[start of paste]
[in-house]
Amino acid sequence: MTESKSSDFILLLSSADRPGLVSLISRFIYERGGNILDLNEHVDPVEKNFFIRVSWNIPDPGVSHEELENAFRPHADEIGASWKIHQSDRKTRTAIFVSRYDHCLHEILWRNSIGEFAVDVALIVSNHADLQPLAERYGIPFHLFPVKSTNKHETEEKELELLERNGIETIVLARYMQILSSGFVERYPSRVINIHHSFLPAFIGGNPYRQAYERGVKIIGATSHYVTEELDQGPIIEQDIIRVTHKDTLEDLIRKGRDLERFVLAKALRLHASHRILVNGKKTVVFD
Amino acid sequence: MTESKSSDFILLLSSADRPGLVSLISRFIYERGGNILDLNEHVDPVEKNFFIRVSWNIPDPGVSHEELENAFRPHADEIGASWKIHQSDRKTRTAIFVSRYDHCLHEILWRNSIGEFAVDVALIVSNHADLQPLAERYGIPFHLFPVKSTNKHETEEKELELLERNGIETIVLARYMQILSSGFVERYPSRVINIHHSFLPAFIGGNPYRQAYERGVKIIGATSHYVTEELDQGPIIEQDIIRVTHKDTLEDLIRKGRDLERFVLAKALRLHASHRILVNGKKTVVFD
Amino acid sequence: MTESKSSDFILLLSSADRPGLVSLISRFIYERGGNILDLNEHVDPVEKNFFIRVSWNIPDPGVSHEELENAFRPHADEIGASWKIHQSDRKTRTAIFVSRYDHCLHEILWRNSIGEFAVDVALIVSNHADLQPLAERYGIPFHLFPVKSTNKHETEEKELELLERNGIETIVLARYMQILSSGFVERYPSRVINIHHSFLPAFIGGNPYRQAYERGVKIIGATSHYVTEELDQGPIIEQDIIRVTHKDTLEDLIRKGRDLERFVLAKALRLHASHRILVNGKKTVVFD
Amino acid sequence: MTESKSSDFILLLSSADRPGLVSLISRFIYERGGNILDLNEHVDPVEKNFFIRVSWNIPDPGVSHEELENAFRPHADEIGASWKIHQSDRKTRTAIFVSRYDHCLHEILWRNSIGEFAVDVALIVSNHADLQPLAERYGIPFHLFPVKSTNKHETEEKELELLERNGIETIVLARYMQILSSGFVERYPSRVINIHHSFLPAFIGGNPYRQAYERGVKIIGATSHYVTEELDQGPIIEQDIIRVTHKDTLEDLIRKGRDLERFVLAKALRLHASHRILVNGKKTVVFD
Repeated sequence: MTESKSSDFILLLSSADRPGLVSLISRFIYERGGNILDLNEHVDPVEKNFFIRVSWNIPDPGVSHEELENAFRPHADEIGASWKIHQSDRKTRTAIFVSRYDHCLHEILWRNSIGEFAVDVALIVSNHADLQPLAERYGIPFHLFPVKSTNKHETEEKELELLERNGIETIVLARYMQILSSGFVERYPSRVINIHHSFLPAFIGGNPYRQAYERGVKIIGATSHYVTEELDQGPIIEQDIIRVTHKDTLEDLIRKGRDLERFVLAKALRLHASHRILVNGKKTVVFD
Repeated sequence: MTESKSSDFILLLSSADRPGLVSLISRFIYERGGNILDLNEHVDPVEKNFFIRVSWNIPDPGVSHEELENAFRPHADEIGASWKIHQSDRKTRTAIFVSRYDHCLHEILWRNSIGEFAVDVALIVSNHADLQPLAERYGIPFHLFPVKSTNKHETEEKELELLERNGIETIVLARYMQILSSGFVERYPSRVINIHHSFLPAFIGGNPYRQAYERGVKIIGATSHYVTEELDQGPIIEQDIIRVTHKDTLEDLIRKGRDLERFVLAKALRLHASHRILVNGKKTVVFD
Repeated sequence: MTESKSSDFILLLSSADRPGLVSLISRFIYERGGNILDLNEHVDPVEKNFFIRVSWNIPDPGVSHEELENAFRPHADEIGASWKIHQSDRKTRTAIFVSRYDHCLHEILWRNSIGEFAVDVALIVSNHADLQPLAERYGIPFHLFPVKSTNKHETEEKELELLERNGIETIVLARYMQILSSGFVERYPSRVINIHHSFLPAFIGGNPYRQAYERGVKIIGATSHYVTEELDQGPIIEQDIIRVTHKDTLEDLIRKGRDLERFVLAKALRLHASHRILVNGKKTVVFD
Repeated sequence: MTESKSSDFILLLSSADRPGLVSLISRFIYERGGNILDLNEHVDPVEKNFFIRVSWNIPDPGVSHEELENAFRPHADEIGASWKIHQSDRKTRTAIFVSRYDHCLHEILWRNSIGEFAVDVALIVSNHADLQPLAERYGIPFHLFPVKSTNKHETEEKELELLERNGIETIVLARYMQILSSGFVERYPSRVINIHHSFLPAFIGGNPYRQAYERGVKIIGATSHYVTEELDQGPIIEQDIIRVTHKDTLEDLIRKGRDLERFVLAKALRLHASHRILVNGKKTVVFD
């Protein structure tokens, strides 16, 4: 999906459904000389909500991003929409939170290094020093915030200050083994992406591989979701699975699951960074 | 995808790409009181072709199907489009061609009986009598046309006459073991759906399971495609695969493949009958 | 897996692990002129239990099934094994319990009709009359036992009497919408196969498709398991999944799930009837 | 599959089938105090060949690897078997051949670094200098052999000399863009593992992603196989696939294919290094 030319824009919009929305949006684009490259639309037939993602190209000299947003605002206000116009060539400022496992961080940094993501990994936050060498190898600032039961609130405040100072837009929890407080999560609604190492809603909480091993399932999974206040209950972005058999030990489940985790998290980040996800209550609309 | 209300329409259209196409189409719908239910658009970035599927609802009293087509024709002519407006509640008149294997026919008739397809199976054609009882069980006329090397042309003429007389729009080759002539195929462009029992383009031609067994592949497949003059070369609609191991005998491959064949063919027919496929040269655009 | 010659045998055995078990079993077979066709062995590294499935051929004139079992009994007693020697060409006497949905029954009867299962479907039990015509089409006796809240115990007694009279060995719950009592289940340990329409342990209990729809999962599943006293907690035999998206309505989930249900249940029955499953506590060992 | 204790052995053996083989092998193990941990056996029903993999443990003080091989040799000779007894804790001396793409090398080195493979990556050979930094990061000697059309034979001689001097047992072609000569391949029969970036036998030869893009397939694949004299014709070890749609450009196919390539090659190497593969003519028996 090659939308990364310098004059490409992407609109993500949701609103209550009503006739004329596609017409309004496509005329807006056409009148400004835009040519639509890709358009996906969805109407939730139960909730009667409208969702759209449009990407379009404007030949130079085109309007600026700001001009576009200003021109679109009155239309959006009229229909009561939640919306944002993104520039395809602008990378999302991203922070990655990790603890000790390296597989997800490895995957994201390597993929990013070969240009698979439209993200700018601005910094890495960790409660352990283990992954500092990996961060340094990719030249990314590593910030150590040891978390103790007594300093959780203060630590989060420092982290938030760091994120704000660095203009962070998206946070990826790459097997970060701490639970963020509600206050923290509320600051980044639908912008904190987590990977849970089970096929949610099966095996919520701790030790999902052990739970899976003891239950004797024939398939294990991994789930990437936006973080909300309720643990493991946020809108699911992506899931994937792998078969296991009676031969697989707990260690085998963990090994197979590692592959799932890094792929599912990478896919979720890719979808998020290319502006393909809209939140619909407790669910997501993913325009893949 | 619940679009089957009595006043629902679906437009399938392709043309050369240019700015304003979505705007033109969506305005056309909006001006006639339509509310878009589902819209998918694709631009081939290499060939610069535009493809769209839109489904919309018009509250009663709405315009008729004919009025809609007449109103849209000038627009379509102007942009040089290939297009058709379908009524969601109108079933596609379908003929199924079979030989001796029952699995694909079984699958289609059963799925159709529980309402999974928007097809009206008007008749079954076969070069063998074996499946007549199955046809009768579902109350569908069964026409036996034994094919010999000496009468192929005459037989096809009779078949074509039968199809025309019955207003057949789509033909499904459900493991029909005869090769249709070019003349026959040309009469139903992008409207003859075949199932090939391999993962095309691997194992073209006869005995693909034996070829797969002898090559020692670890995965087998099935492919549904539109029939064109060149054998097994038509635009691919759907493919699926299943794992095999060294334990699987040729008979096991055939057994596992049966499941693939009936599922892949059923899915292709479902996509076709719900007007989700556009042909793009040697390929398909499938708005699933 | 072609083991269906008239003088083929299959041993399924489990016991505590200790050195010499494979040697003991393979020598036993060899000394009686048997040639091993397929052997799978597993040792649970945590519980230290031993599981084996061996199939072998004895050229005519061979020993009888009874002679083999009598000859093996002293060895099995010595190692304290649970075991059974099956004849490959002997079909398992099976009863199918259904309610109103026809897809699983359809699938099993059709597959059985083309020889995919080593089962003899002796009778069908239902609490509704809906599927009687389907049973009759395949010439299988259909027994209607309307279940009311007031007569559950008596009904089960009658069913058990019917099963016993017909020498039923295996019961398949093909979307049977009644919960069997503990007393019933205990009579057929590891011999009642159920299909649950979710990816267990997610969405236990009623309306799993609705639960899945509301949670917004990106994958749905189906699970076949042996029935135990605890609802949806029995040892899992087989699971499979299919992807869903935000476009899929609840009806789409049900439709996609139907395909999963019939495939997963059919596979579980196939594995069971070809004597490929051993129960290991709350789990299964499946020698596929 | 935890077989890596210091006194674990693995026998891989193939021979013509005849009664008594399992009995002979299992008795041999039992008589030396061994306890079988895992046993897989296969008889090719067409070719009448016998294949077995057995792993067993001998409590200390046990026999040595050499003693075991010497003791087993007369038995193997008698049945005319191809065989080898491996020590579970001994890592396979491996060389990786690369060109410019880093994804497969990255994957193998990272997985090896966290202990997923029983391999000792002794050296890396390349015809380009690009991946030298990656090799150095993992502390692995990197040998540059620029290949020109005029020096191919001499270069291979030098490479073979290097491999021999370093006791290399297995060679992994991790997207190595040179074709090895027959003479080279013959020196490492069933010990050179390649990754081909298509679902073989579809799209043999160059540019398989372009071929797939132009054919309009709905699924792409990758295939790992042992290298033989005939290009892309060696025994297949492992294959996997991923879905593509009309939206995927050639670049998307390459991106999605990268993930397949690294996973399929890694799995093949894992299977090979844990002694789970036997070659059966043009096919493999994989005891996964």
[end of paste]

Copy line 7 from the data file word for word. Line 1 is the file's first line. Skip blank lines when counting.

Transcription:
Repeated sequence: MTESKSSDFILLLSSADRPGLVSLISRFIYERGGNILDLNEHVDPVEKNFFIRVSWNIPDPGVSHEELENAFRPHADEIGASWKIHQSDRKTRTAIFVSRYDHCLHEILWRNSIGEFAVDVALIVSNHADLQPLAERYGIPFHLFPVKSTNKHETEEKELELLERNGIETIVLARYMQILSSGFVERYPSRVINIHHSFLPAFIGGNPYRQAYERGVKIIGATSHYVTEELDQGPIIEQDIIRVTHKDTLEDLIRKGRDLERFVLAKALRLHASHRILVNGKKTVVFD